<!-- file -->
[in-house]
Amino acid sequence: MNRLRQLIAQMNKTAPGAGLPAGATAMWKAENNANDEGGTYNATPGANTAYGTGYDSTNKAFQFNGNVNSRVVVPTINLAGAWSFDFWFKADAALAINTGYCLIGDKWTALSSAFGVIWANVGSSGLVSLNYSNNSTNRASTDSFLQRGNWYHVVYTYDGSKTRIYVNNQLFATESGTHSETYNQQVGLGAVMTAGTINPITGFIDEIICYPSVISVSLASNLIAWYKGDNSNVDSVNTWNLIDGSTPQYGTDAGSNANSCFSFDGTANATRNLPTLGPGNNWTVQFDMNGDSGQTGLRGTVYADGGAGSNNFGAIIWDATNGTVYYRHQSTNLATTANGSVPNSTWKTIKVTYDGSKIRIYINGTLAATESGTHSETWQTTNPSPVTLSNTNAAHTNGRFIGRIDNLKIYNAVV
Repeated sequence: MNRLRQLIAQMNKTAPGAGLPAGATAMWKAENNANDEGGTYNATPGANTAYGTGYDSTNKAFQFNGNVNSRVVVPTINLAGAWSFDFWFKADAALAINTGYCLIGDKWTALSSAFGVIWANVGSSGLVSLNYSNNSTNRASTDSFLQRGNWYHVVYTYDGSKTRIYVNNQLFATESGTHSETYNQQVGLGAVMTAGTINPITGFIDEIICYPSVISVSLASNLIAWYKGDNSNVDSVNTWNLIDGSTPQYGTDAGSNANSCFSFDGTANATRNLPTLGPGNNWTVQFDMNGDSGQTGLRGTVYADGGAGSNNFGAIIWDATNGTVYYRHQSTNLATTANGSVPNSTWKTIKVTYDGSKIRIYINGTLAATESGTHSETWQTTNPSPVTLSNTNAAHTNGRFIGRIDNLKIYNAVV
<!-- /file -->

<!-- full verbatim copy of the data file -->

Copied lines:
[in-house]
Amino acid sequence: MNRLRQLIAQMNKTAPGAGLPAGATAMWKAENNANDEGGTYNATPGANTAYGTGYDSTNKAFQFNGNVNSRVVVPTINLAGAWSFDFWFKADAALAINTGYCLIGDKWTALSSAFGVIWANVGSSGLVSLNYSNNSTNRASTDSFLQRGNWYHVVYTYDGSKTRIYVNNQLFATESGTHSETYNQQVGLGAVMTAGTINPITGFIDEIICYPSVISVSLASNLIAWYKGDNSNVDSVNTWNLIDGSTPQYGTDAGSNANSCFSFDGTANATRNLPTLGPGNNWTVQFDMNGDSGQTGLRGTVYADGGAGSNNFGAIIWDATNGTVYYRHQSTNLATTANGSVPNSTWKTIKVTYDGSKIRIYINGTLAATESGTHSETWQTTNPSPVTLSNTNAAHTNGRFIGRIDNLKIYNAVV
Repeated sequence: MNRLRQLIAQMNKTAPGAGLPAGATAMWKAENNANDEGGTYNATPGANTAYGTGYDSTNKAFQFNGNVNSRVVVPTINLAGAWSFDFWFKADAALAINTGYCLIGDKWTALSSAFGVIWANVGSSGLVSLNYSNNSTNRASTDSFLQRGNWYHVVYTYDGSKTRIYVNNQLFATESGTHSETYNQQVGLGAVMTAGTINPITGFIDEIICYPSVISVSLASNLIAWYKGDNSNVDSVNTWNLIDGSTPQYGTDAGSNANSCFSFDGTANATRNLPTLGPGNNWTVQFDMNGDSGQTGLRGTVYADGGAGSNNFGAIIWDATNGTVYYRHQSTNLATTANGSVPNSTWKTIKVTYDGSKIRIYINGTLAATESGTHSETWQTTNPSPVTLSNTNAAHTNGRFIGRIDNLKIYNAVV